Tiger hasn’t found his…have you found yours?

28 Nov
Tiger Wood Apology

Where is Tiger's Voice?

It is Thanksgiving time again.  Many of you have already enjoyed the ritualistic and gluttonous feast, the awkward family gatherings, and the requisite, never ending, left over parade.  As well, we remember events from Thanksgivings of years gone by including, as recently as last November, that baffling accident which set-off the death spiral for Tiger Woods.  It is rare to see a public figure lose so much, so fast.  Not even his well orchestrated PR events, Nike ads, public acts of contrition have been able to stem the tide of negativity surrounding this once dominant golf figure.

Tiger’s empty voice

In a recent Wall Street Journal article, John Paul Newport derides Woods for his feeble attempts to manage the message prior to his one year anniversary of his Escalade hit and run episode.  Newport describes Tiger’s absolute inability to connect with fans, despite working an array of mediums including sports radio call-in shows, op-ed pieces, and Twitter posts (only 4 as of early last week).  Tiger is losing the PR war despite valiant attempts to communicate with his fans.

At the heart of Tiger’s message issues is his lack of a voice.  More specifically, he has had his thoughts so thoroughly homogenized by his cadre of expert message makers that when Tiger speaks it lacks authenticity.  When you hear Tiger, you don’t feel that you are really hearing him speak.  And that is a shame.  Because I am sure that Tiger has much to say that could be interesting, could be titillating, and could be redemptive.  But, he has no consistent voice and no personality, and hence, his audience is bored and not paying attention.

Does your organization have a voice?

Unfortunately, Tiger’s communication issues are not unique him, but face many businesses attempting to connect with their audience…customers and prospects.  With the voluminous, continuous stream of information emanating from the cacophony of internet sources, your target will not focus on your message unless it is authentic and has a personality.  Who wants to read Twitter posts that are nothing more than sanitized PR releases?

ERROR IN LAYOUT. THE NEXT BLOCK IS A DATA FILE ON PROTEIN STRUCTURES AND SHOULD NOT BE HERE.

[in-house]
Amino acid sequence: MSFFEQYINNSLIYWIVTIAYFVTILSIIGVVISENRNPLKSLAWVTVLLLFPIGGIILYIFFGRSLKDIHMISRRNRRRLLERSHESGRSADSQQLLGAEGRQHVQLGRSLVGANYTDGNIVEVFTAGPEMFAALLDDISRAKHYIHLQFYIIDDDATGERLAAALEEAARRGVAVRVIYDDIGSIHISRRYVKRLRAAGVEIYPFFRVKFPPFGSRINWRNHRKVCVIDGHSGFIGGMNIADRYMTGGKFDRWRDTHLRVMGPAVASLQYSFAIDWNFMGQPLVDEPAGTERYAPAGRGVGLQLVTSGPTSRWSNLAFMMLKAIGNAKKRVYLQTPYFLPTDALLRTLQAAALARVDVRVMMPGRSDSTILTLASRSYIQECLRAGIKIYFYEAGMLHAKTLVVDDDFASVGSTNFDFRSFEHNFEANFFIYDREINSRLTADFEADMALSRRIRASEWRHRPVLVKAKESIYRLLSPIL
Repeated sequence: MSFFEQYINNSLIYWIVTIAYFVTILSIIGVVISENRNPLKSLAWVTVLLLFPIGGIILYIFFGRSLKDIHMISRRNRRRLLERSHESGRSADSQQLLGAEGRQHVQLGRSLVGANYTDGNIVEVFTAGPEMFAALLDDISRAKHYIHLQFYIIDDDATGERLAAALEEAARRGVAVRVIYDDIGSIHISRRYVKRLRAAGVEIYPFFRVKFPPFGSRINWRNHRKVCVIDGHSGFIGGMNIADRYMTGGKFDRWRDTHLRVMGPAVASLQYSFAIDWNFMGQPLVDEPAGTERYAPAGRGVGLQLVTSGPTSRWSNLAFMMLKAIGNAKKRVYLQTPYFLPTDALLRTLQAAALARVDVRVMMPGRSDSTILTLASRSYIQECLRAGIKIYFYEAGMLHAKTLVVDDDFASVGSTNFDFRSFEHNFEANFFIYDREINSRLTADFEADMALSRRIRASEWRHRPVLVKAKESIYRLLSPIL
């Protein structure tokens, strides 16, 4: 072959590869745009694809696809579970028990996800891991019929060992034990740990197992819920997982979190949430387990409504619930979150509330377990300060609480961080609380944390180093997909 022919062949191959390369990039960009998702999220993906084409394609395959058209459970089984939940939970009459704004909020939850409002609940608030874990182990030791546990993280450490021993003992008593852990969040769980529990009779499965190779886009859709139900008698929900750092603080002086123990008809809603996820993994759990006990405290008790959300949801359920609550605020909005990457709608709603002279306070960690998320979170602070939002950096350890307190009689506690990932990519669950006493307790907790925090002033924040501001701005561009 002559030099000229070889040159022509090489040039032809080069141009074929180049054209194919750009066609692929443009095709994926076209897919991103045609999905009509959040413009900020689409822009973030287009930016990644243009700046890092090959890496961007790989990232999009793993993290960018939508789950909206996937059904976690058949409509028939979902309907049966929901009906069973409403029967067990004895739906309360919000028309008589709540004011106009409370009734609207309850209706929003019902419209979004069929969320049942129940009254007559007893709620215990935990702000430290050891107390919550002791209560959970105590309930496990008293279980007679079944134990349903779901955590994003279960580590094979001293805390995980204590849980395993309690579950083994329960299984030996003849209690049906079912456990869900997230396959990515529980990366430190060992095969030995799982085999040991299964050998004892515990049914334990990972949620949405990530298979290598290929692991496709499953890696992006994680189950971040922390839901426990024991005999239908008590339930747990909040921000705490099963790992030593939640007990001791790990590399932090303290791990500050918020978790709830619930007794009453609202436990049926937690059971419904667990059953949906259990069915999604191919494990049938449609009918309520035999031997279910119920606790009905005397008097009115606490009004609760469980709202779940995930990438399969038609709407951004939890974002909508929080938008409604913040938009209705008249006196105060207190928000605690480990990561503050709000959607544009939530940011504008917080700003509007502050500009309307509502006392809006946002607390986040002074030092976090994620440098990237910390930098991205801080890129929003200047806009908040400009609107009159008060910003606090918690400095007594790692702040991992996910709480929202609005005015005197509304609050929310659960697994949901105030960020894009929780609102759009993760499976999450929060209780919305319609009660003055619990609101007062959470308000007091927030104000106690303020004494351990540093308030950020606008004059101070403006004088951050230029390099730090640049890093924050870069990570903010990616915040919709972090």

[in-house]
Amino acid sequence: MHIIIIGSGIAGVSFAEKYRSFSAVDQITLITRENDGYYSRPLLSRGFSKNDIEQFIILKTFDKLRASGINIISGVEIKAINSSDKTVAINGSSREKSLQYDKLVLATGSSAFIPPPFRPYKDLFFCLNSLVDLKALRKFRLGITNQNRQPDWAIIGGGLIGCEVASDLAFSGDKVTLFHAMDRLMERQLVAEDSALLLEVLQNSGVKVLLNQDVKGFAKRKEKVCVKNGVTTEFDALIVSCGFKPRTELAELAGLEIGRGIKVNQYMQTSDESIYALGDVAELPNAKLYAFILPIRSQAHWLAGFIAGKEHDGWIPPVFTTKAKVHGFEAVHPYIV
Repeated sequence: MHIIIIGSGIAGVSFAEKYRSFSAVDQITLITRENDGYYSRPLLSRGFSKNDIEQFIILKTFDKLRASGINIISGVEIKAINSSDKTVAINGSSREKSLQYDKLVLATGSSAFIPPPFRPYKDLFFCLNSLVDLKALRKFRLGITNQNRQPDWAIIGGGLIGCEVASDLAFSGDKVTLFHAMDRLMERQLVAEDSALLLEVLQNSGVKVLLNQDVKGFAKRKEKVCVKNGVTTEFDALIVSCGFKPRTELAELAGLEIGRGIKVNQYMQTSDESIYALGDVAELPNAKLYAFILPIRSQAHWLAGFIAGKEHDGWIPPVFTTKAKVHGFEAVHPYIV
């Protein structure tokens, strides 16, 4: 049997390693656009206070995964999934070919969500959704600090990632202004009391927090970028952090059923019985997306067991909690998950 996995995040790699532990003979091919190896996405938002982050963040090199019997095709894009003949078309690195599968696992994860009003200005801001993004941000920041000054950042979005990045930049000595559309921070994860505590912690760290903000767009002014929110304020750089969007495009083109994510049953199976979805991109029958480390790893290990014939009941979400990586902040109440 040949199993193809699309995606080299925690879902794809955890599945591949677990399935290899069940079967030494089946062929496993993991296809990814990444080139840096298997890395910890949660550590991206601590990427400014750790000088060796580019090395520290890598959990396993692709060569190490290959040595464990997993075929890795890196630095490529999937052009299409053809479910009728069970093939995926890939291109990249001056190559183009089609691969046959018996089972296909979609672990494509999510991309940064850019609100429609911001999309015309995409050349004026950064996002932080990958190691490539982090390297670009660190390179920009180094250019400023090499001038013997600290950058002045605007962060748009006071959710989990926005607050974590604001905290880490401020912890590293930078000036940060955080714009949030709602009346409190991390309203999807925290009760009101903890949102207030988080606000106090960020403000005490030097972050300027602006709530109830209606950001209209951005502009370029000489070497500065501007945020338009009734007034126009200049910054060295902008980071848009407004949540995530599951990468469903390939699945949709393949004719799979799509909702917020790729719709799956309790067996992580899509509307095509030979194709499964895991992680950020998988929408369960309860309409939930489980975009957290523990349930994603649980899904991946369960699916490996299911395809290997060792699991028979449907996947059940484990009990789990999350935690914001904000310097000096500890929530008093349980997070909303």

The key for an organization is to find its voice.  A voice is sometimes hard to describe, but a critical first step in a communications strategy.  Your organization’s voice can be defined among multiple dimensions, but it must be consistently deployed and refined.  In the end, the voice of your organization must give the impression to the reader that they are hearing from a person, not a droid.

It is important to answer these types of questions in defining your voice:

  1. Who is the communications being penned under?  (CEO, the everyman employee, communications)
  2. What is the style? (folksy, casual, joking, official)
  3. What types of issues will you comment on in your communications? (and which do you need legal/regulatory input, subject matter experts, or need to pass)
  4. How quickly will you respond to comments?

You can’t connect without a voice

In the Wall Street Journal piece, John Paul makes the case for Tiger to favor Twitter as an effective medium to connect with his audience.  And that may be true, but it will fail miserably if Tiger isn’t freed of the stilted, rehearsed language that bores his fans.  So it is for your social communications.   Your audience is looking for a little entertainment, the feeling of intimacy, and compelling thoughts.  They will only be willing to let you in if you recognize the need to speak to them in a voice that resonates with them.  The positive benefit of social communications is clear, but you will waste your time if you don’t develop your authentic voice that enables you to connect with your audience.  Where is your voice?  Don’t wait to find it, seek it out and make it part of your communications strategy.

One Response to “Tiger hasn’t found his…have you found yours?”

Trackbacks/Pingbacks

  1. Tweets that mention Tiger hasn’t found his…have you found yours? « Practical Digital Marketing -- Topsy.com - November 29, 2010

    […] This post was mentioned on Twitter by David Markowitz, Gary Survis. Gary Survis said: Tiger hasn’t found his…have you found yours?: http://t.co/rNPThI8 #digitalmarketing #tigerwoods […]

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